I would, but the file’s over 100 MB. And no site will let me upload it. Here’s an idea of what it looks like though

This is also what I’m having issues with:

There is something wrong with your normal map. As I said above, if I replace your images (which are missing in the Blend file anyway) with known working colour, roughness and normal maps I get the results I’d expect

Oh… just a suggestion on UV unwrapping something like this: Why not place the seams on the seat where the actual seams on the real world object would be? It would make things much easier.

Well that’s the problem there too. I got rid of the normal maps and it still looks like that. And I also don’t know where the seems would be on something like this. Mind showing me how you unwrapped them and not simply tell me so I can get a better idea of what you’re talking about?

Also, why do Normal Maps behave like that anyway? Improper UV unwrapping or just something wrong with Blender?

  1. Apply scale.
  2. Clear existing seams
  3. U>Smart UV Project

That’s a quick and dirty way to get something working quickly.

When you have more time, look at some reference images of car seats and their upholstery. Where you see stitching, that’s where you want to place your seams for UV unwrapping. Clothes and furniture (including things like car seats) are some of the easiest things to UV unwrap correctly. They are literally made from the nearest real world equivalent… a pattern drawn onto something flat which is cut out and stitched together.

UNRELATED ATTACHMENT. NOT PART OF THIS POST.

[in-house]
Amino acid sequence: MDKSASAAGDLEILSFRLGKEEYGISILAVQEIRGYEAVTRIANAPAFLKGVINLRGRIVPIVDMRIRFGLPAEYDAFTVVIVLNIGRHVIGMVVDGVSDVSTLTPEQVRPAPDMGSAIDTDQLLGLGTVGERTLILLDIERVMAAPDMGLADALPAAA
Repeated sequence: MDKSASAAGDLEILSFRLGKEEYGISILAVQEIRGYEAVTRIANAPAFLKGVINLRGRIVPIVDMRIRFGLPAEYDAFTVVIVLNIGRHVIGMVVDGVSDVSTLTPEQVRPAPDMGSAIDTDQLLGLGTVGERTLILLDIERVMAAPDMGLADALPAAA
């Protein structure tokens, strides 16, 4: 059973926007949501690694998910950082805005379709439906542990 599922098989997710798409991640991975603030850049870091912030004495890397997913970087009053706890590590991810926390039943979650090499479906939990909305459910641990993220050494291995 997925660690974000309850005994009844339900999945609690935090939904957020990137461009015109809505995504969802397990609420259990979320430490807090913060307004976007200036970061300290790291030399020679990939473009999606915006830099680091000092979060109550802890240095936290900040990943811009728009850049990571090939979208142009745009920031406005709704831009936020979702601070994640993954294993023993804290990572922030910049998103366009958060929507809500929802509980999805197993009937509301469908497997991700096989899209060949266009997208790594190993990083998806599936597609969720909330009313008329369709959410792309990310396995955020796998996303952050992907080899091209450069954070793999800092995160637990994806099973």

I’m not sure what is going on exactly with your model/file. Did you make the seats yourself? Where is the normal map actually from?

All sorts of things seem to be exacerbating the issue.

To fix it, I’d separate out the parts of the seat which are hard-edged (like the hardware) and then delete the custom split normals on the seat, turn off or adjust autosmooth on the seat. Try a different normal map you know is good, making sure to set it to non-color instead of sRGB.

Ok, I looked at the file and I really think the issue is the Messy UV unwrap. I redid the UV unwrap properly and now everything looks as it should.

Normal map was just me using some of Photoshop’s filters to try and make a cloth texture. Seats themselves are self made as well. I don’t know where I should put the seams at though.

I would start with something like the below. If your textures have any sort of directionality to them you can rotate each UV island once unwrapped to have things running the right way.

I just tested creating a normal map in Photoshop and used it on the image below. It worked without issue. I’m assuming you used the Filter>3D>Generate Normal Map feature? Did you begin building your image with a 50% grey background? That’s best practice for creating a usable normal map. 50% grey for areas of the image which will stay where they are, slightly darker for details with some depth and slightly lighter for raised areas (although you can reverse this effect while running the filter). If you started on the other hand with a black or a white background and added black or white (or very dark or light grey) details before generating the normal map you would get something unpleasant.

How and why did you add the custom split normals to the seat? If you turn on Display Split Normals on the Overlays panel you can see how messed up they are.